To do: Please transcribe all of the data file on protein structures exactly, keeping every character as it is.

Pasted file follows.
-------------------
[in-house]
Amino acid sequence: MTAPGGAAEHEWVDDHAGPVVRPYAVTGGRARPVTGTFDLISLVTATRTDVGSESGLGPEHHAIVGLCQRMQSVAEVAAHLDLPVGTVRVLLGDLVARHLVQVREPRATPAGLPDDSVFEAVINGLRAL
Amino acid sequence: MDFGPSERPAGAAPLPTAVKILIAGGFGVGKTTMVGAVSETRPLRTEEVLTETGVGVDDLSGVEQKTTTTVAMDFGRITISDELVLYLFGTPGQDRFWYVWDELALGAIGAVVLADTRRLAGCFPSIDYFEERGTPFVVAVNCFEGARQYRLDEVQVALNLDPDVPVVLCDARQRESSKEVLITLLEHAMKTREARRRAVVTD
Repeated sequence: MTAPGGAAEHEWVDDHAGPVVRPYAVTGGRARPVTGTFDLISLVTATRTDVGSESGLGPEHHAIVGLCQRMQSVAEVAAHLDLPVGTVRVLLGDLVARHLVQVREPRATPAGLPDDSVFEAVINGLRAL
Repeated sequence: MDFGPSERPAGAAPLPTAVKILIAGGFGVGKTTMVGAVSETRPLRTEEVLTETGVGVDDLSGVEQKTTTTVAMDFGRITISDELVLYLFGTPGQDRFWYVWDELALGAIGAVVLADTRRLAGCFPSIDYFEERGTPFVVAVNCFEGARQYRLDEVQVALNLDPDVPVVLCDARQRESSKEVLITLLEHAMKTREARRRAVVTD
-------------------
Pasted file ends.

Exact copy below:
[in-house]
Amino acid sequence: MTAPGGAAEHEWVDDHAGPVVRPYAVTGGRARPVTGTFDLISLVTATRTDVGSESGLGPEHHAIVGLCQRMQSVAEVAAHLDLPVGTVRVLLGDLVARHLVQVREPRATPAGLPDDSVFEAVINGLRAL
Amino acid sequence: MDFGPSERPAGAAPLPTAVKILIAGGFGVGKTTMVGAVSETRPLRTEEVLTETGVGVDDLSGVEQKTTTTVAMDFGRITISDELVLYLFGTPGQDRFWYVWDELALGAIGAVVLADTRRLAGCFPSIDYFEERGTPFVVAVNCFEGARQYRLDEVQVALNLDPDVPVVLCDARQRESSKEVLITLLEHAMKTREARRRAVVTD
Repeated sequence: MTAPGGAAEHEWVDDHAGPVVRPYAVTGGRARPVTGTFDLISLVTATRTDVGSESGLGPEHHAIVGLCQRMQSVAEVAAHLDLPVGTVRVLLGDLVARHLVQVREPRATPAGLPDDSVFEAVINGLRAL
Repeated sequence: MDFGPSERPAGAAPLPTAVKILIAGGFGVGKTTMVGAVSETRPLRTEEVLTETGVGVDDLSGVEQKTTTTVAMDFGRITISDELVLYLFGTPGQDRFWYVWDELALGAIGAVVLADTRRLAGCFPSIDYFEERGTPFVVAVNCFEGARQYRLDEVQVALNLDPDVPVVLCDARQRESSKEVLITLLEHAMKTREARRRAVVTD